A Green Roof for the South Central Farmers?

While last Tuesday's eviction looked like the death knell for Los Angeles' South Central Farm, many of us in the Treehugging community have now shifted our focus, and began to wonder if there was a "win-win" that could be salvaged from this otherwise bleak situation. In response to a post at sustainablog (note: I am the author and publisher of sustainablog), a reader offered an idea that has the potential to make everyone happy: a green roof on the planned warehouse where the farmers could continue to plant and harvest their crops. Brian Green, the reader who suggested the solution, described it like this:

If [developer Ralph Horowitz is] building a warehouse, why not simply build up a stronger roof and have it be an earth roof where they can continue farming? Is that in some way illegal? That way you get the warehouse AND you get the farms. So what if you have to walk up a flight of stairs before you get there? Warehouse roofs are flat, cover it over with two feet of good earth and then plant away. Irrigation isn't a problem either. Just run lines from the water supply of the building. Put in meters. Done deal. In fact, I think more warehouses ought to be built with stronger roofs for precisely this reason. Can't they be retrofitted?
In a subsequent comment, Brian expanded on the idea:

It just sounds like common sense. Think of all the flat buildings you see everyday. Think of all those warehouses. Certainly there'd be issues with the additional weight, but engineers get paid for that sort of thing.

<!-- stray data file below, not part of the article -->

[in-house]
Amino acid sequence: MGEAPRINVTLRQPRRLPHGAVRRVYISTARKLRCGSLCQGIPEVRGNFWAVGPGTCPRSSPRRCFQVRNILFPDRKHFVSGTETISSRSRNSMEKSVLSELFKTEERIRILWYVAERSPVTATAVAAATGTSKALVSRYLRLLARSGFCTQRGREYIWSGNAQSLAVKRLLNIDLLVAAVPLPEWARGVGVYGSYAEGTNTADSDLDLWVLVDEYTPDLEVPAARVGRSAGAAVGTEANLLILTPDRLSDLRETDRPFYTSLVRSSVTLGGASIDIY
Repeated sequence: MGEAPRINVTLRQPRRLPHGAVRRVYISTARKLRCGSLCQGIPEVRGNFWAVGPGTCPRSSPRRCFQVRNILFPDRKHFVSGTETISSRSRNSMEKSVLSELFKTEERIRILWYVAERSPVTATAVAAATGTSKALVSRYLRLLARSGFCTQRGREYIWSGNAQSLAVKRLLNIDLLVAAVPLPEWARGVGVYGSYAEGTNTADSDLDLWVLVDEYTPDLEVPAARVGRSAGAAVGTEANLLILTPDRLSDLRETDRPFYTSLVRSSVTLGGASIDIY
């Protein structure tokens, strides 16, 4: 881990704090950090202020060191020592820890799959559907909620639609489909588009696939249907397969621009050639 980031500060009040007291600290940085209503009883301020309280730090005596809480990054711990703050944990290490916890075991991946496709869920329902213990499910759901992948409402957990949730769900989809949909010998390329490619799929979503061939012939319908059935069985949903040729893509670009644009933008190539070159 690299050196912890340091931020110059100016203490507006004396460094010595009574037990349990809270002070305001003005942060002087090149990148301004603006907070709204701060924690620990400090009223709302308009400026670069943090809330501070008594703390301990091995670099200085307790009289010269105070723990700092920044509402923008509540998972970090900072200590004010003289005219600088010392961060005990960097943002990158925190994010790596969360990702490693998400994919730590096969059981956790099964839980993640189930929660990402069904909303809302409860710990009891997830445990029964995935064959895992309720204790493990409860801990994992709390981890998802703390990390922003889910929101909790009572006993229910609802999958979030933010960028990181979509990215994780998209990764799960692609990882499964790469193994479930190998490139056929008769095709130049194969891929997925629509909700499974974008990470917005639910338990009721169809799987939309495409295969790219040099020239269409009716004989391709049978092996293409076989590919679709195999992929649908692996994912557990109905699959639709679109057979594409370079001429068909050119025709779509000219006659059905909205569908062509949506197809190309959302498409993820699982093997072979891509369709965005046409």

Imagine being able to turn all warehouses into gardens and parks. Could you imagine how much that would change a city? The view from above would be surreal. Imagine putting walking bridges between buildings. Imagine that the new public space is actually above ground level. Why not? It's the best use of the space.

The water runoff probably wouldn't occur at all if it was a garden. The plants would suck up the water greedily and the irrigation that would be used should be the ultra-efficient "drip irrigation" and therefore seriously cut down on the costs of water.

I think as people start to look at cities and want to use every square inch as efficiently as possible, they will begin to see the same things as I do.

The response among the Treehugger staff, as well as the folks at Groovy Green, has been overwhelmingly positive: the word "brilliant" has been thrown around a number of times. While we recognize that this solution would require overcoming a number of challenges (the engineering of the building, the agreement of the developer and other involved parties, the satisfaction of insurers, etc.), we thought we'd solicit the feedback of our own brilliant readers. What do you think of this idea? Despite the challenges, do you think it's feasible? What other challenges might planners and developers need to consider before embarking on such a project? We're very interested in what you think about this idea! :: sustainablog and Hugg

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